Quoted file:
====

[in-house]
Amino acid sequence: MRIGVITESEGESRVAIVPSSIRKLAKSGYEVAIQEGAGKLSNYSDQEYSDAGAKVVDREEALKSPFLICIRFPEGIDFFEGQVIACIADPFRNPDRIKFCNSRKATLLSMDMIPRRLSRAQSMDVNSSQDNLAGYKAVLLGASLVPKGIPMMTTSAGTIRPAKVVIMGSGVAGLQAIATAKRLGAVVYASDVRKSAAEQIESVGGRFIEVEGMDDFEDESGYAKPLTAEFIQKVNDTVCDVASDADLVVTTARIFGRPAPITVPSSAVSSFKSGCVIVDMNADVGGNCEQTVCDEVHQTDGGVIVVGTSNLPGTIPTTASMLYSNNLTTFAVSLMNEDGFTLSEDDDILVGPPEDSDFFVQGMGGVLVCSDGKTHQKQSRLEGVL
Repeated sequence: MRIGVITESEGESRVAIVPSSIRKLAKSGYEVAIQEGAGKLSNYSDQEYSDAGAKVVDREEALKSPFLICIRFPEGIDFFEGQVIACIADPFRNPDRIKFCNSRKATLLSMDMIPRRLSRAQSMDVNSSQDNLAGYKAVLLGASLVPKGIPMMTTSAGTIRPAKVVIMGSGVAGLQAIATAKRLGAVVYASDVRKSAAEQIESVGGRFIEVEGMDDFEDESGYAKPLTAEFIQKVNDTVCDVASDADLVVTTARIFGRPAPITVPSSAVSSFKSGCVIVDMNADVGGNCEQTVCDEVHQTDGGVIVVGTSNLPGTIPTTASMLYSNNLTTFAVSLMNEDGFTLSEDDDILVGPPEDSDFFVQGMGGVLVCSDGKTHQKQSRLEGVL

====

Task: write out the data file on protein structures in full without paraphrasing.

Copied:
[in-house]
Amino acid sequence: MRIGVITESEGESRVAIVPSSIRKLAKSGYEVAIQEGAGKLSNYSDQEYSDAGAKVVDREEALKSPFLICIRFPEGIDFFEGQVIACIADPFRNPDRIKFCNSRKATLLSMDMIPRRLSRAQSMDVNSSQDNLAGYKAVLLGASLVPKGIPMMTTSAGTIRPAKVVIMGSGVAGLQAIATAKRLGAVVYASDVRKSAAEQIESVGGRFIEVEGMDDFEDESGYAKPLTAEFIQKVNDTVCDVASDADLVVTTARIFGRPAPITVPSSAVSSFKSGCVIVDMNADVGGNCEQTVCDEVHQTDGGVIVVGTSNLPGTIPTTASMLYSNNLTTFAVSLMNEDGFTLSEDDDILVGPPEDSDFFVQGMGGVLVCSDGKTHQKQSRLEGVL
Repeated sequence: MRIGVITESEGESRVAIVPSSIRKLAKSGYEVAIQEGAGKLSNYSDQEYSDAGAKVVDREEALKSPFLICIRFPEGIDFFEGQVIACIADPFRNPDRIKFCNSRKATLLSMDMIPRRLSRAQSMDVNSSQDNLAGYKAVLLGASLVPKGIPMMTTSAGTIRPAKVVIMGSGVAGLQAIATAKRLGAVVYASDVRKSAAEQIESVGGRFIEVEGMDDFEDESGYAKPLTAEFIQKVNDTVCDVASDADLVVTTARIFGRPAPITVPSSAVSSFKSGCVIVDMNADVGGNCEQTVCDEVHQTDGGVIVVGTSNLPGTIPTTASMLYSNNLTTFAVSLMNEDGFTLSEDDDILVGPPEDSDFFVQGMGGVLVCSDGKTHQKQSRLEGVL